April 27, 2008

Living in the Future

I am indebted to Kevin Phillips for another brilliantly insightful work on the current state of the union (the real one), this time out in a book called Bad Money, which deals with the long-term consequences of a number of converging crises, including the collapse of the housing market, federal debt and trade imbalance, peak oil, and global warming. It's a tour de force.

I've been reading books about the dangers which lie just up the road for as long as I can remember. Paul Erlich's 1968 Population Bomb, for example, which predicted that world population would double every 37.5 years, and that mass starvation would set in within 20 years or so. Erlich was right about population growth for the first forty-year period (3 billion to 6 billion people), but the so-called "Green Revolution" managed to keep pace with the food needs for a rapidly expanding population. It's not surprising that he took a lot of heat from the Pope and from Libertarians such as Julian Simon, who both argued that more humans were a good thing, not a problem.

I first read about CO2 build-up in the atmosphere in Robert Rienow's 1969 Moment in the Sun, who wrote about a 6% increase in greenhouse gases in the troposphere over pre-Industrial Revolution levels (280 ppm). We're now at 380 parts per million, or a 36% rise over such levels.

There have been numerous books about the rapidly increasing national debt and trade imbalances, and lots of others about the phenomenon of "peak oil," that hypothesized level where half the available petroleum has been extracted and the amounts remaining will be increasingly difficult to pump and refine. I've read a bunch of them, too.

Reading the news these days, it becomes apparent we've begun to live in that "future." It's different in many ways from the predictions. The mass starvation hypothesis in the 1980's did not come to pass, but now we're facing serious food shortages worldwide, mainly involving wheat, rice and corn at the moment, but the problem will spread. It would be fatuous to deny that these shortages are related to explosive population growth. The effects of global warming become more patent with shrinking Arctic sea ice, melting glaciers, acidification of the oceans, die-off of marine species and salt water intrusion from rising sea levels. The problem of peak oil is exacerbated tremendously by the emerging (and overpopulated) economy in China, which is now using the wealth transmitted to it by the United States to secure oil access from formerly reliable partners of the U.S., such as Iran, Venezuela and Saudi Arabia. The sovereign wealth funds and state-owned oil companies, such as those in the Gulf Arab states, Venezuela and Iran, have eclipsed the former "Seven Sisters" of the American oil heyday and the big investment banks of Wall Street. These titanic business entities (which we have done so much to empower) now threaten our own financial sovereignty.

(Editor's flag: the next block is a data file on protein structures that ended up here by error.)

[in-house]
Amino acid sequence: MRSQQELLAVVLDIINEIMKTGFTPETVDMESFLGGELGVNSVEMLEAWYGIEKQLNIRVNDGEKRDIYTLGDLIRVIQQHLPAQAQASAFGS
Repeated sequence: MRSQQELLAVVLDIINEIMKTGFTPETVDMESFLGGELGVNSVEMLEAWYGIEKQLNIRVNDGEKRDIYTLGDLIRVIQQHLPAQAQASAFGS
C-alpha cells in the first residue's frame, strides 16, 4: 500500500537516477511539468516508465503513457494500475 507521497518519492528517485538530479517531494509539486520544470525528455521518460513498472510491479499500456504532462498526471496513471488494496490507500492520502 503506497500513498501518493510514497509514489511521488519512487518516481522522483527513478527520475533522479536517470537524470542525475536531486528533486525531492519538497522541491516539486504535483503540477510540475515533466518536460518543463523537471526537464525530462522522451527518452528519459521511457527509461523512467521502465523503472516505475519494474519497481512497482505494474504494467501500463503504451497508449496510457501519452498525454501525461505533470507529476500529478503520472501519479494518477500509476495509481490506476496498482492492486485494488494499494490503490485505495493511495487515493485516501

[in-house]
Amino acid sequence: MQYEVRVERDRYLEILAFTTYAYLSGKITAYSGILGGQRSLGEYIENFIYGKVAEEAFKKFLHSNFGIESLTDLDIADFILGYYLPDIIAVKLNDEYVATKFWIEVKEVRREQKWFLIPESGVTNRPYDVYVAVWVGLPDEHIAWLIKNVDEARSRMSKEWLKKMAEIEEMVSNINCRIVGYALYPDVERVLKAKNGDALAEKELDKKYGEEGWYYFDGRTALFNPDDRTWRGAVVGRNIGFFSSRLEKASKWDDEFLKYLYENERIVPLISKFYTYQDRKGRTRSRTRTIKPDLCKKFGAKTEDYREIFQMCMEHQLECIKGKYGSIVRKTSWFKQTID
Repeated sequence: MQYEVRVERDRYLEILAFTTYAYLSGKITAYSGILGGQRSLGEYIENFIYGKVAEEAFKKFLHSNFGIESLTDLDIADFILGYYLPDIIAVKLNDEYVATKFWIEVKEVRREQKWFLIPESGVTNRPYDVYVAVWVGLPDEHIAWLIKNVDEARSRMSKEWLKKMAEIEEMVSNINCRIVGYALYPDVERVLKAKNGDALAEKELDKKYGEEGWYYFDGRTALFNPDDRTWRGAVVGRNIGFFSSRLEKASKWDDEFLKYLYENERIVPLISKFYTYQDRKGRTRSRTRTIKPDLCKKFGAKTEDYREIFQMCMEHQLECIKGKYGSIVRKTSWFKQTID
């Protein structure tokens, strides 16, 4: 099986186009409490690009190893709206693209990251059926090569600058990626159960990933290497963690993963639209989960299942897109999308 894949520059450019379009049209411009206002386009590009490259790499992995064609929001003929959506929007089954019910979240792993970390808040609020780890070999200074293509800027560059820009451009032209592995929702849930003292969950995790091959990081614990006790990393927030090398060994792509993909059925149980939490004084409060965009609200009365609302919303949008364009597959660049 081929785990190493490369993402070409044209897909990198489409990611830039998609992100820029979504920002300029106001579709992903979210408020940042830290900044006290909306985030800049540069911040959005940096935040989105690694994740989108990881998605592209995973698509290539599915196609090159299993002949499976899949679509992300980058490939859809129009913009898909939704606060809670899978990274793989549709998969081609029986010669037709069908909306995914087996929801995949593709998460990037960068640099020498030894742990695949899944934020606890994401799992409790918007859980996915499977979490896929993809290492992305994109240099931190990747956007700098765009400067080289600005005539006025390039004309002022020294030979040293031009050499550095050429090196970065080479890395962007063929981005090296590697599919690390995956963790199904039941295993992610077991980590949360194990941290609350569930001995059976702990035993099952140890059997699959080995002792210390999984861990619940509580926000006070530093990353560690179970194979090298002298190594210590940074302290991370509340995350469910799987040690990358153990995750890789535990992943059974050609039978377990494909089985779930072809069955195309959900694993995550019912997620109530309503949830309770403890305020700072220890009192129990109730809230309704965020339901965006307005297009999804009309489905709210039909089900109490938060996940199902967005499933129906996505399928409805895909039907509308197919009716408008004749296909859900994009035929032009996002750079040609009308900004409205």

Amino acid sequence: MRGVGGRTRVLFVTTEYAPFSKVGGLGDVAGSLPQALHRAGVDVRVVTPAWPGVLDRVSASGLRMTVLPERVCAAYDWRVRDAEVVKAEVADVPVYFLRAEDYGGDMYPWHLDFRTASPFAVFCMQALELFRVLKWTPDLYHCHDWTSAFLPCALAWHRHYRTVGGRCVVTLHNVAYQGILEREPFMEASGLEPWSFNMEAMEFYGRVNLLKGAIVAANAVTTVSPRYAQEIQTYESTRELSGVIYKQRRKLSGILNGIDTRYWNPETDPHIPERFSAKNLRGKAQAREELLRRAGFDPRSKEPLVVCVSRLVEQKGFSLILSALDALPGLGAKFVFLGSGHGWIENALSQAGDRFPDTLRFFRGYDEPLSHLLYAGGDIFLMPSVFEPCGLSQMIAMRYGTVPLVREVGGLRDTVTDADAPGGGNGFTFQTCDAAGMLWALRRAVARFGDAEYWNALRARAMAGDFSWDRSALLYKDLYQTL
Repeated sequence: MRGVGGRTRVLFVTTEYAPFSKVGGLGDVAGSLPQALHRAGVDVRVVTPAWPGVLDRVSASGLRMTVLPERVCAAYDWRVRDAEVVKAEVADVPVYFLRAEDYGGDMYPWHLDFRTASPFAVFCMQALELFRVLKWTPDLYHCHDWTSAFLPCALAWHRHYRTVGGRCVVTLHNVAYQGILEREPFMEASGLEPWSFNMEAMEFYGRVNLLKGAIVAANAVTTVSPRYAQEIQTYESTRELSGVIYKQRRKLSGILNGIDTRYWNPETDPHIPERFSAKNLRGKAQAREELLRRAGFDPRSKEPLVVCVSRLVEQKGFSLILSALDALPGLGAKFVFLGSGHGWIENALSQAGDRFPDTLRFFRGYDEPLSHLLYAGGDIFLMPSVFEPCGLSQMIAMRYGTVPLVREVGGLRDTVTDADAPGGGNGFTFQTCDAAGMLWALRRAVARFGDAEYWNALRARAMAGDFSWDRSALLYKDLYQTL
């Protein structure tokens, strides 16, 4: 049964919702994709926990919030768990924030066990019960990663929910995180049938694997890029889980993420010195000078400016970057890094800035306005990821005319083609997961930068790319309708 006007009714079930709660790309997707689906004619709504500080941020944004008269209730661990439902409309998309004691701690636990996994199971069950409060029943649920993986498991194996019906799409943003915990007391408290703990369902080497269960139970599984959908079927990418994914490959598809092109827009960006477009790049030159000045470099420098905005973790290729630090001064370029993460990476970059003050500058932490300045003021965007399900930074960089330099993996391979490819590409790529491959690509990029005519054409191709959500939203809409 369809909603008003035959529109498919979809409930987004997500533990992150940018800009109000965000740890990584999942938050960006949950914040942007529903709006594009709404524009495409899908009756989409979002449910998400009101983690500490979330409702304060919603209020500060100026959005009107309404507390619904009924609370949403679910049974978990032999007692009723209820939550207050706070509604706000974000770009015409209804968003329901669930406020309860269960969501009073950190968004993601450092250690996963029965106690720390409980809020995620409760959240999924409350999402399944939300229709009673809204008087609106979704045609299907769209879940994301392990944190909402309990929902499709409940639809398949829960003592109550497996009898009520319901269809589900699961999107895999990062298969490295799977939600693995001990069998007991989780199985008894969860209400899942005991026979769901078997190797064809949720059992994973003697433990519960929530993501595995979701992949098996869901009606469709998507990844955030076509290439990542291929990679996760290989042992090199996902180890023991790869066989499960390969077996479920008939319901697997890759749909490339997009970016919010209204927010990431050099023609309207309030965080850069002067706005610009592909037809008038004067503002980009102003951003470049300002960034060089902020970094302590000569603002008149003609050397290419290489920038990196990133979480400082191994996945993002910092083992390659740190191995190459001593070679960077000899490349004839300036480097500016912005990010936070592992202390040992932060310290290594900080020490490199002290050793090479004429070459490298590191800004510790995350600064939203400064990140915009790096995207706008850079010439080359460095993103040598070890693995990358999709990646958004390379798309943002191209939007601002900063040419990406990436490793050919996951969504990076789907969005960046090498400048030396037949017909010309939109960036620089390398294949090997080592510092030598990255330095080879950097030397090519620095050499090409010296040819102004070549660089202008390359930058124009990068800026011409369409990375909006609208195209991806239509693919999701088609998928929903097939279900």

All of these developments are different in their details from the prognosticators' doomsaying, and in most cases that's because it was perhaps impossible to foresee the interplay between one set of problems (food production, e.g.) and another development such as oil shortages. The writers in the 60's and 70's could not have foreseen Reaganism (a cowboy actor as President?) and his foolhardy decision to run huge deficits while over-investing in the military. Indeed, going back to the era of Erlich's book, 1968, and moving forward, and passing through the Vietnam War and Gulf I&II, along with forays into Panama, Grenada and ten other places -- a serious argument could be made that the huge standing army and conventional armament maintained by the U.S. has been a positive hindrance, with no return whatsoever on money invested, and this misallocation accounts for a large part of the inability to deal with the looming enviromental and energy crises which have gained force. But always, the huge number of variables involved, and the feedback loops among them, leave anyone trying to make an educated guess about what will happen in twenty years vulnerable to large variances in actual outcome.

Those who do not want to change the status quo seize on this inherent and unavoidable inaccuracy as an argument for denying the validity of the futurist's main point. Some technological or "political" fix will solve the problem when it shows up, so calm down. The difficulty is that when the problem finally does manifest itself in all its awful living color, it's not only different, it's almost always a whole lot worse. The "fantasy" bias lulled mankind into thinking the incipient problems would evolve along the gentlest possible path.

So, as Kevin Phillips masterfully demonstrates, here we are. Living in the "future." The United States is seriously broke; we've popped the last bubble remaining to us (housing); the Big Money countries, such as China and the Gulf States, are losing interest in supporting our government or using the dollar as the benchmark for crude oil purchasing; countries which don't necessarily have our best interests at heart (China, Russia, Venezuela, Iran) are forming cooperative alliances; and the U.S.'s one play to carve out a reliable oil supply all to ourselves, the war in Iraq, has turned into a gigantic bust with no payout, while making the problem of insolvency significantly worse.

I'm not even going to mention that we have to deal with all of this while George W. Bush is the President. There's a limit to how many of my own fantasies I care to disabuse.

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